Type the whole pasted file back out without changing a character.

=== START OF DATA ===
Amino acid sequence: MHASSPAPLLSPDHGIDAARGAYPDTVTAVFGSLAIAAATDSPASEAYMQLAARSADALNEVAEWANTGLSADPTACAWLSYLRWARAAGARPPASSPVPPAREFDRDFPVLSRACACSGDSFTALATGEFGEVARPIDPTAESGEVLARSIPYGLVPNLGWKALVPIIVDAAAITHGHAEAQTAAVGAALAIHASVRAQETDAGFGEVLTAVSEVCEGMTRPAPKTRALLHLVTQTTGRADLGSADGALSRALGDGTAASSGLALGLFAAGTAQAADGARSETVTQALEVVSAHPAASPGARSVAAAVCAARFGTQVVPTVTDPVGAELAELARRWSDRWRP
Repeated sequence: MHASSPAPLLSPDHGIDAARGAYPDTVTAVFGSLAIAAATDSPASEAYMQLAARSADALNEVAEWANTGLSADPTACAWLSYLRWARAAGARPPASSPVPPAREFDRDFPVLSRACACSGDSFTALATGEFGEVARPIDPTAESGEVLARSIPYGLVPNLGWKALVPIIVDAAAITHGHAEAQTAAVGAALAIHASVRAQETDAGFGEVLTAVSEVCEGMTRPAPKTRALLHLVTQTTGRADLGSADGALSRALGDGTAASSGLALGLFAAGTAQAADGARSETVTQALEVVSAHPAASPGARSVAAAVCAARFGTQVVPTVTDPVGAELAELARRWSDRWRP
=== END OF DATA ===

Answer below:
Amino acid sequence: MHASSPAPLLSPDHGIDAARGAYPDTVTAVFGSLAIAAATDSPASEAYMQLAARSADALNEVAEWANTGLSADPTACAWLSYLRWARAAGARPPASSPVPPAREFDRDFPVLSRACACSGDSFTALATGEFGEVARPIDPTAESGEVLARSIPYGLVPNLGWKALVPIIVDAAAITHGHAEAQTAAVGAALAIHASVRAQETDAGFGEVLTAVSEVCEGMTRPAPKTRALLHLVTQTTGRADLGSADGALSRALGDGTAASSGLALGLFAAGTAQAADGARSETVTQALEVVSAHPAASPGARSVAAAVCAARFGTQVVPTVTDPVGAELAELARRWSDRWRP
Repeated sequence: MHASSPAPLLSPDHGIDAARGAYPDTVTAVFGSLAIAAATDSPASEAYMQLAARSADALNEVAEWANTGLSADPTACAWLSYLRWARAAGARPPASSPVPPAREFDRDFPVLSRACACSGDSFTALATGEFGEVARPIDPTAESGEVLARSIPYGLVPNLGWKALVPIIVDAAAITHGHAEAQTAAVGAALAIHASVRAQETDAGFGEVLTAVSEVCEGMTRPAPKTRALLHLVTQTTGRADLGSADGALSRALGDGTAASSGLALGLFAAGTAQAADGARSETVTQALEVVSAHPAASPGARSVAAAVCAARFGTQVVPTVTDPVGAELAELARRWSDRWRP